Civil rights legend Ruby Sales (OUR COMMON GROUND Voice) learned to ask “Where does it hurt?” because it’s a question that drives to the heart of the matter — and a question we scarcely know how to ask in public life now. Sales says we must be as clear about what we love as about what we hate if we want to make change. And even as she unsettles some of what we think we know about the force of religion in civil rights history, she names a “spiritual crisis of white America” as a calling of today.
Source: Ruby Sales — Where Does It Hurt? – The On Being Project
Ruby Nell Sales is a highly-trained, experienced, and deeply-committed social activist, scholar, administrator, manager, public theologian, and educator in the areas of Civil, Gender, and other Human Rights. She is an excellent public speaker, with a proven track record in conflict resolution and consensus building. Ms. Sales has preached around the country on race, class, gender, and reconciliation, and she has done ground-breaking work on community and nonviolence formation. Ms. Sales also serves as a national convener of the Every Church A Peace Church Movement.
Along with other SNCC workers, Sales joined young people from Fort Deposit, Alabama who organized a demonstration to protest the actions of the local White grocery-store owners who cheated their parents. The group was arrested and held in jail and then suddenly released. Jonathan Daniels, a White seminarian and freedom worker from Episcopal Divinity School in Cambridge, Massachusetts was assassinated as he pulled Sales out of the line of fire when they attempted to enter Cash Grocery Store to buy sodas for other freedom workers who were released from jail. Tom Coleman also shot and deeply wounded Father Richard Morrisroe, a priest from Chicago. Despite threats of violence, Sales was determined to attend the trial of Daniels’ murderer, Tom Coleman, and to testify on behalf of her slain colleague.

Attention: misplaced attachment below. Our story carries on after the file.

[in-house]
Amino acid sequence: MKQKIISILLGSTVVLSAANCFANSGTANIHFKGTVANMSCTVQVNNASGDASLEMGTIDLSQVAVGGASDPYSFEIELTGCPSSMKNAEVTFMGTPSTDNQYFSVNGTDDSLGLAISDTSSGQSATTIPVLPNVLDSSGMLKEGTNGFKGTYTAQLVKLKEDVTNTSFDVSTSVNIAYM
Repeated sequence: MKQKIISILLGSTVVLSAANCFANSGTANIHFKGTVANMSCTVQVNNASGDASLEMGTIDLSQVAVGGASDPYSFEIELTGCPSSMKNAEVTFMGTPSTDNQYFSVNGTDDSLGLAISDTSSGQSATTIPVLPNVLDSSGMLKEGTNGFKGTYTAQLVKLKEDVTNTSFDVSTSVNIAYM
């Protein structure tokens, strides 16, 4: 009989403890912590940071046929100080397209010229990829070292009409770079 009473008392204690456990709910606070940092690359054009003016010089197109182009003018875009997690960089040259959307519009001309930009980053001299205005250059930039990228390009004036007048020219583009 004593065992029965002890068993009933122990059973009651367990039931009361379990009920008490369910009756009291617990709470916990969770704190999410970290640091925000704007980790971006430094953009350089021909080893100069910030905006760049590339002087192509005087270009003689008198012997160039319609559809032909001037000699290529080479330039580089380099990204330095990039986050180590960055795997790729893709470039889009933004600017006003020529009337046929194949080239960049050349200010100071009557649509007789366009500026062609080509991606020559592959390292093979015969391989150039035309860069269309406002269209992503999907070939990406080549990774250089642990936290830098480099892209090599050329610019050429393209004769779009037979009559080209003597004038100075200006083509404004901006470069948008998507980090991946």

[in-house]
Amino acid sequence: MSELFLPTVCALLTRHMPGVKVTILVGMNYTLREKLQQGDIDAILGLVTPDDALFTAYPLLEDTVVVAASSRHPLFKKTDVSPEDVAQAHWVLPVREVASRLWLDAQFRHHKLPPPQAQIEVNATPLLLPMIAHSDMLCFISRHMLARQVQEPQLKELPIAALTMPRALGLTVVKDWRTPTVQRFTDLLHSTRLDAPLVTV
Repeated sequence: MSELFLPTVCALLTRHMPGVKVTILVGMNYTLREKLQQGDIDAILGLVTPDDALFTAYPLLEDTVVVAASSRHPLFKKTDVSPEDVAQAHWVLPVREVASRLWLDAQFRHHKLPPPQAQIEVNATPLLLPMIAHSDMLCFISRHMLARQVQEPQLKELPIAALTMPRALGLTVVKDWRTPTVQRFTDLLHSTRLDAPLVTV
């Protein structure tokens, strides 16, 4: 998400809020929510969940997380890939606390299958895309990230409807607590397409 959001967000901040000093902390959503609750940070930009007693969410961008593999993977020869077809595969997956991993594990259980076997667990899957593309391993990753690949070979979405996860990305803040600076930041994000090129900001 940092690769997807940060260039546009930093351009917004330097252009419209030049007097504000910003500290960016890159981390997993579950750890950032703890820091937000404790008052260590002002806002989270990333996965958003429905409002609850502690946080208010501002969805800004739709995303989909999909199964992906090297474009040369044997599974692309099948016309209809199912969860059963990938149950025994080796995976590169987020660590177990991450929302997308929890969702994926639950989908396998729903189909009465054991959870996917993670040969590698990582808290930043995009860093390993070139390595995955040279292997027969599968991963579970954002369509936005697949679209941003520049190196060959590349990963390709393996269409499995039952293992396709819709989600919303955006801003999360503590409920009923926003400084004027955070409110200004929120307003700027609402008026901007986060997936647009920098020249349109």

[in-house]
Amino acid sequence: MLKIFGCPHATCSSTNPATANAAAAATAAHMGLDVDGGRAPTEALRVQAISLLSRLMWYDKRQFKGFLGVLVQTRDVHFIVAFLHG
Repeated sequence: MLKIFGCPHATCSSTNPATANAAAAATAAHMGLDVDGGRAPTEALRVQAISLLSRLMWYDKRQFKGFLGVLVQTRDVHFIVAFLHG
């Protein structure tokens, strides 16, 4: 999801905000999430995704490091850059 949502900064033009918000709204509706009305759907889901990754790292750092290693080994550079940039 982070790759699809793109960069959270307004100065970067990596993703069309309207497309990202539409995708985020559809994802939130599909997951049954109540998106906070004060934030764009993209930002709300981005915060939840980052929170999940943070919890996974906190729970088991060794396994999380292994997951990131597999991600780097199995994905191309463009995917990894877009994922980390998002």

As a social activist, Sales has served on many committees to further the work of reconciliation, education, and awareness. She has served on the Steering Committee for International Women’s Day, Washington, D.C.; the James Porter Colloquium Committee, Howard University, Washington, D.C.; the Coordinating Committee, People’s Coalition, Washington, D.C.; the President’s Committee On Race, University of Maryland; and the Coalition on Violence Against Women, Amnesty International, Washington, D.C. She was a founding member of Sage Magazine: A Scholarly Journal on Black Women. Sales received a Certificate of Gratitude for her work on Eyes on the Prize. Additionally, she was featured in Broken Ground: A Film on Race Relations in the South, by Broken Ground Productions. From 1991-1994, Sales founded and directed the national nonprofit organization Women of All Colors, dedicated to improving the overall quality of life for women, their families, and the communities in which they live. Women of All Colors organized a week-long SisterSpeak that brought more than 80 Black women together to set a national agenda.
In 2000, Dan Rather spotlighted Sales on his “American Dream” Segment. In 1999, Selma, Alabama gave Sales the key to the city to honor her contributions there. In 2007, Sales moved to Columbus, Georgia, where she organized: a southern summit on racism; a national write-in campaign to save Albany State from being merged into a White college; a grassroots and media campaign to shed light on the death of seventeen year old, Billye Jo Johnson, who allegedly killed himself on a dark road in Lucedale, Mississippi when a deputy stopped him for speeding; Long Train Running Towards Justice, which celebrated the work of Black teachers during segregation and explored the ways that the Black school culture has been destroyed by White officials under the guise of desegregation; and a meeting with students at Savannah State to assist them in organizing and mobilizing a move by officials to merge Savannah State with a White college.